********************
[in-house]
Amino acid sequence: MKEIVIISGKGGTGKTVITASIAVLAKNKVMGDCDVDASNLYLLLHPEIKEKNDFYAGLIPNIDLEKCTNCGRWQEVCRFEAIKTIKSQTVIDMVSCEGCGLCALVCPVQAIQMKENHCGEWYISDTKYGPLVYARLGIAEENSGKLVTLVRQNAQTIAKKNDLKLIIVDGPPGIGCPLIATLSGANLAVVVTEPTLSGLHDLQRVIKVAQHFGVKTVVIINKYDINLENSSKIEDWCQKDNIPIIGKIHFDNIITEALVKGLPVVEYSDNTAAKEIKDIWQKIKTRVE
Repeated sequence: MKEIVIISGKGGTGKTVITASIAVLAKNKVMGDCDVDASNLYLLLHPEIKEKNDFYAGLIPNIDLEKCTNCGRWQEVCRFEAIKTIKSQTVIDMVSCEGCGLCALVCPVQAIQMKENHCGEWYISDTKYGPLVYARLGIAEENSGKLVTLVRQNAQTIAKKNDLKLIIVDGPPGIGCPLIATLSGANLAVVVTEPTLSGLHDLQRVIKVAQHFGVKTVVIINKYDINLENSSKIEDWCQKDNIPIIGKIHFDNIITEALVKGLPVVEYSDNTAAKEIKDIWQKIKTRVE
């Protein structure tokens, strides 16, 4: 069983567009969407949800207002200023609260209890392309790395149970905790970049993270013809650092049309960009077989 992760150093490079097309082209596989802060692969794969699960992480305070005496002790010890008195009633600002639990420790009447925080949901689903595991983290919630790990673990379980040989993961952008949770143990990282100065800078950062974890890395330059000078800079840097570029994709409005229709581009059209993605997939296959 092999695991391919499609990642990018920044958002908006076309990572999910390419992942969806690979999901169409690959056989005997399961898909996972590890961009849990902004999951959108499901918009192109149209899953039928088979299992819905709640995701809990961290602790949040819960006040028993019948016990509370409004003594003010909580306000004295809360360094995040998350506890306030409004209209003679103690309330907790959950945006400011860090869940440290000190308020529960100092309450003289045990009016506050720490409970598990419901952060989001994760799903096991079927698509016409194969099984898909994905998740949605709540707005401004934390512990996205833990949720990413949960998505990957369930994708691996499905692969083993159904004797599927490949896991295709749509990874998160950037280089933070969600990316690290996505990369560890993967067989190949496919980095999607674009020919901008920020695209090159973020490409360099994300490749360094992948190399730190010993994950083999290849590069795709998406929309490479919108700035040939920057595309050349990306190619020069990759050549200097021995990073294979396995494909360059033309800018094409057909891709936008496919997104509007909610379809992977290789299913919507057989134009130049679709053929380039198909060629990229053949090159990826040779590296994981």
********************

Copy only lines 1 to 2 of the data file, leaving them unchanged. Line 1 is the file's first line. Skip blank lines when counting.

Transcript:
[in-house]
Amino acid sequence: MKEIVIISGKGGTGKTVITASIAVLAKNKVMGDCDVDASNLYLLLHPEIKEKNDFYAGLIPNIDLEKCTNCGRWQEVCRFEAIKTIKSQTVIDMVSCEGCGLCALVCPVQAIQMKENHCGEWYISDTKYGPLVYARLGIAEENSGKLVTLVRQNAQTIAKKNDLKLIIVDGPPGIGCPLIATLSGANLAVVVTEPTLSGLHDLQRVIKVAQHFGVKTVVIINKYDINLENSSKIEDWCQKDNIPIIGKIHFDNIITEALVKGLPVVEYSDNTAAKEIKDIWQKIKTRVE